Can big data analytics reduce cyber risk?
Posted on 03 August 2012.
The Information Security Forum (ISF) has released a report that recommends proactive, preventative big data analytics for businesses that want to increase business agility, improve information security and reduce cyber risks.

The report claims that the importance of big data analytics has never been greater – however few organisations recognise the benefits for information security.

Currently, only half of organisations surveyed by the ISF are using some form of analytics for fraud prevention, forensics and network traffic analysis, while less than 20 percent are using it to identify information related to subject matter requests, predict hardware failures, ensure data integrity or check data classification.

ISF researchers believe the ability to analyse large volumes of disparate and complex data can help senior and board level executives better understand and manage their risk/reward balance in cyberspace.

Ross Brewer, vice president and managing director, international markets at LogRhythm has made the following comments:

I’m not surprised that the ISF report has concluded big data analytics is ‘still immature and massively under-used’. With data volumes growing at unprecedented rates, it makes sense that ‘big data’ is an issue rapidly working its way onto corporate agendas worldwide. Unfortunately though, the focus often falls on how to limit the growth of big data.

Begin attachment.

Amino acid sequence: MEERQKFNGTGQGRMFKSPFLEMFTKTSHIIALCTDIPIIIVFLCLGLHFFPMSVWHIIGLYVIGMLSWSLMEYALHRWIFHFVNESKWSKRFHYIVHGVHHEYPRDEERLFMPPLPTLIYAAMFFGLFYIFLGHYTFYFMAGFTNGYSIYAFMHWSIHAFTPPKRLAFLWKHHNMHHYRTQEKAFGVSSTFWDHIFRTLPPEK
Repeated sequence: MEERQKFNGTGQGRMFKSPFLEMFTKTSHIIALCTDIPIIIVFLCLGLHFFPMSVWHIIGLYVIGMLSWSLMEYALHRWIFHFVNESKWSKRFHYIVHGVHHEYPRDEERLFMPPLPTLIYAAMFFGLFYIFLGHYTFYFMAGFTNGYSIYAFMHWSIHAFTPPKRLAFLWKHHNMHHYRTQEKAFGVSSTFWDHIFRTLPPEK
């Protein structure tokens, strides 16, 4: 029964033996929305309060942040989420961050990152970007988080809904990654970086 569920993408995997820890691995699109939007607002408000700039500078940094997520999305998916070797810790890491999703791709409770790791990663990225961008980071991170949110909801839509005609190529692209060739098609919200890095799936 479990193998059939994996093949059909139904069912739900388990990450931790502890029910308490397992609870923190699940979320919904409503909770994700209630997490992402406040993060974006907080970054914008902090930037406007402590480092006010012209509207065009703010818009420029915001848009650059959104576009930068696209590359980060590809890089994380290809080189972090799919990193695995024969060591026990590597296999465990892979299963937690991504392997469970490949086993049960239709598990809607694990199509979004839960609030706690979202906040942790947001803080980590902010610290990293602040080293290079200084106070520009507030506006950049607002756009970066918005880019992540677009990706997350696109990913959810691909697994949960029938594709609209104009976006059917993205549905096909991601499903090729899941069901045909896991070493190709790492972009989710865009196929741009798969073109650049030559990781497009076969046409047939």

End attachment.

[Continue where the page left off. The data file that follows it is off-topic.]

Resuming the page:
While this is no doubt an area for concern, it causes many organisations to neglect the fact that the big data analytics can offer invaluable intelligence, and will actually help them greatly improve their IT security.

Indeed, as the amount of data increases, so does the complexity of IT systems. Throw in the fact that today’s cyber security landscape makes systems so much easier to penetrate and you can start to see the magnitude of the problem.

Unfortunately, organisations dealing with BYOD or other causes of data increases can get so distracted by security tools – or lack thereof – that they underestimate the value of the information already held within their internal IT systems. As a result, this data is all too often ignored, processed in an inefficient manner or used solely for reactive, forensic purposes.

Essentially, the only way to ensure that cyber threats or network issues can be immediately identified is to have a 360 degree visibility into every piece of data being generated by IT systems – no matter how big or how complex they are. Generally speaking, the bigger the IT estate, the greater the need for a proactive, continuous and granular view of all network activity. This helps organisations identify, isolate and remediate any issues as soon as they occur – making it essential to have centralised systems in place that can collect and analyse all IT data as and when it is generated.

Security aside, this also offers the deep insight and actionable intelligence required to ensure networks are running optimally and without performance issues. So, rather than shy away from the task of big data analytics, organisations must first understand the benefits that this intelligence can provide and then acknowledge that automation is the only way to effectively navigate the data labyrinth and truly optimise their IT networks.





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